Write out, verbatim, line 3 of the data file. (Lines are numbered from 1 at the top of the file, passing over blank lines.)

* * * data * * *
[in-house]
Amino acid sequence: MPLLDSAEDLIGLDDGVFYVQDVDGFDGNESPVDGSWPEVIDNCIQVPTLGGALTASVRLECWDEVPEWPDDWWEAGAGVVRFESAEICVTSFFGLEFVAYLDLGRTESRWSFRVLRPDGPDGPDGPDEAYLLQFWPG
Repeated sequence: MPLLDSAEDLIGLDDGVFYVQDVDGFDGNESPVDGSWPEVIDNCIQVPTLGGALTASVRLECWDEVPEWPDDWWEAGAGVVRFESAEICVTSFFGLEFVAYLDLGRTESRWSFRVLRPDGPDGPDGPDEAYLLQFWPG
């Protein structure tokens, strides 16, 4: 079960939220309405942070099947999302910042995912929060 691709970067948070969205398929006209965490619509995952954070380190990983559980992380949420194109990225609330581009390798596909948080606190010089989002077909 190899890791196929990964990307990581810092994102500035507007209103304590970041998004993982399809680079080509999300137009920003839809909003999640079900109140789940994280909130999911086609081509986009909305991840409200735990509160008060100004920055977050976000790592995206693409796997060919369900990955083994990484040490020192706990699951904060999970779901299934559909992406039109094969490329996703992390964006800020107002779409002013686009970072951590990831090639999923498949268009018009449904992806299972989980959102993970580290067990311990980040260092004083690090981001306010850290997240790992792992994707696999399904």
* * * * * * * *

Repeated sequence: MPLLDSAEDLIGLDDGVFYVQDVDGFDGNESPVDGSWPEVIDNCIQVPTLGGALTASVRLECWDEVPEWPDDWWEAGAGVVRFESAEICVTSFFGLEFVAYLDLGRTESRWSFRVLRPDGPDGPDGPDEAYLLQFWPG